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North Korea stops import of COVID-19 containment products from China

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North Korea is currently dealing with an increasing number of COVID-19 cases in the nation. Trade data that was released revealed that Pyongyang suddenly stopped its import of COVID-19 containment products from China.

Reuters reports that trade data released by Beijing revealed that North Korea abruptly stopped importing COVID-19 containment products from China, following previous data that revealed North Korea purchased face masks and ventilators from Beijing months back.

Chinese customs released the data Monday, revealing that North Korea did not purchase face masks, thermometers, rubber gloves, ventilators, or vaccines in May. This is compared to the imports of over 10.6 million face masks, almost 95,000 thermometers, and 1,000 non-invasive ventilators from January to April.

This comes amidst declining cases of fever in North Korea, according to the report by the state news outlet KCNA since the isolated nation first acknowledged in May that it was tackling a COVID-19 outbreak. However, Pyongyang has yet to reveal how many of those fever cases tested positive for coronavirus.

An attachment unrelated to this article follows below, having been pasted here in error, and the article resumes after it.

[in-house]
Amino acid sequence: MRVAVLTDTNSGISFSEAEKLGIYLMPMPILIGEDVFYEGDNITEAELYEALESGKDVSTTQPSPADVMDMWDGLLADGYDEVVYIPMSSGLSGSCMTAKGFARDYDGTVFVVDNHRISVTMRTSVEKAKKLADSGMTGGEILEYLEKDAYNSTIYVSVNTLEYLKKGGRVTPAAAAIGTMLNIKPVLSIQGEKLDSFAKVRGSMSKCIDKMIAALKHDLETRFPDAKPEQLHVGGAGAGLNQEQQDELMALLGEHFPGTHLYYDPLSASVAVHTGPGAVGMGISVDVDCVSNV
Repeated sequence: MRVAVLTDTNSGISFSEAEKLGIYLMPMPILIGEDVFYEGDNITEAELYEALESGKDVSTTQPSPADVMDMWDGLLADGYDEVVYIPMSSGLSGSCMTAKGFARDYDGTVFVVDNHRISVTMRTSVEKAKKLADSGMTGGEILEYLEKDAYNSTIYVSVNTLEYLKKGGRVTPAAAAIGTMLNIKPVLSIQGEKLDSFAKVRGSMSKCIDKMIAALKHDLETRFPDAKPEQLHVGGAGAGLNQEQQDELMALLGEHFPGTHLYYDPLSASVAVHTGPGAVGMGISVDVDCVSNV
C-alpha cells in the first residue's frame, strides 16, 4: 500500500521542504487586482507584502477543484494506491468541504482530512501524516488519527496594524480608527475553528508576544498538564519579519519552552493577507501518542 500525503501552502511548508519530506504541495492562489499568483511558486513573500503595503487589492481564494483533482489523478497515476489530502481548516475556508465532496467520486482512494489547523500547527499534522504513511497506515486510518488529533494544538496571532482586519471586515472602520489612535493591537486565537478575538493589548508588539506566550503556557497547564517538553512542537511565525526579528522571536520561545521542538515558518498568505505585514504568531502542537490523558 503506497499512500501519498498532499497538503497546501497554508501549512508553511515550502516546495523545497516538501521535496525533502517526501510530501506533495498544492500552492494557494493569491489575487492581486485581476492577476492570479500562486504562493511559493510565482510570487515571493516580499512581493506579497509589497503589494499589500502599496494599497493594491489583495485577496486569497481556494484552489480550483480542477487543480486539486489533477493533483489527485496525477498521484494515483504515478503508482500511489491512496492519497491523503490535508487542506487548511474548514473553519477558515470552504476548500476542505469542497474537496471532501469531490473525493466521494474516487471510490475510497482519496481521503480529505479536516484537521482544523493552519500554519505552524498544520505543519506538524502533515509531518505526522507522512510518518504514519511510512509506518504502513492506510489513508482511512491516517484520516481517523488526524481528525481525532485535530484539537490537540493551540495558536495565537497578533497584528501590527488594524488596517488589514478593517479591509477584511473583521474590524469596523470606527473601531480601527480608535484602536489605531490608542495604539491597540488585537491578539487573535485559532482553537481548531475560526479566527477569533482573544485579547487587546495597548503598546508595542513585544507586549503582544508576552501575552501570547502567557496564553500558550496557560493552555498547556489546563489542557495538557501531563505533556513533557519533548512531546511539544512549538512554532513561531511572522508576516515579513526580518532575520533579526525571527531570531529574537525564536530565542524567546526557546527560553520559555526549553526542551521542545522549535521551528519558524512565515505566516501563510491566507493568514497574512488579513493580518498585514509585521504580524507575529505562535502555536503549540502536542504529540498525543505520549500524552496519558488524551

The Chinese foreign ministry confirmed back in April that it has suspended cross-border freight train services with North Korea after consultations due to the COVID-19 infections in the border city of Dandong.

Aside from tackling the COVID-19 pandemic, North Korea is also dealing with an outbreak of an intestinal disease, according to state media over the weekend. Around 800 families in North Korea are reported to be suffering from what Pyongyang has described as an “acute enteric epidemic.” The families are receiving treatment from the South Hwanghae province.

In response to the epidemic, Pyongyang has dispatched medical teams and epidemiological investigators to the province where the intestinal disease was found.

South Korean officials say the disease may be cholera or typhoid.

KCNA reported prevention methods, including quarantines, “intensive screening for all residents,” and special treatment and monitoring of those at risk, such as children and the elderly.

KCNA said a “rapid diagnosis and treatment team” is coordinating with local health officials and that measures are being taken to make sure farming is not disrupted in the area.

The state media outlet also reported that disinfection work is also being carried out in the area, including sewage and other waste, to keep household and drinking water safe.

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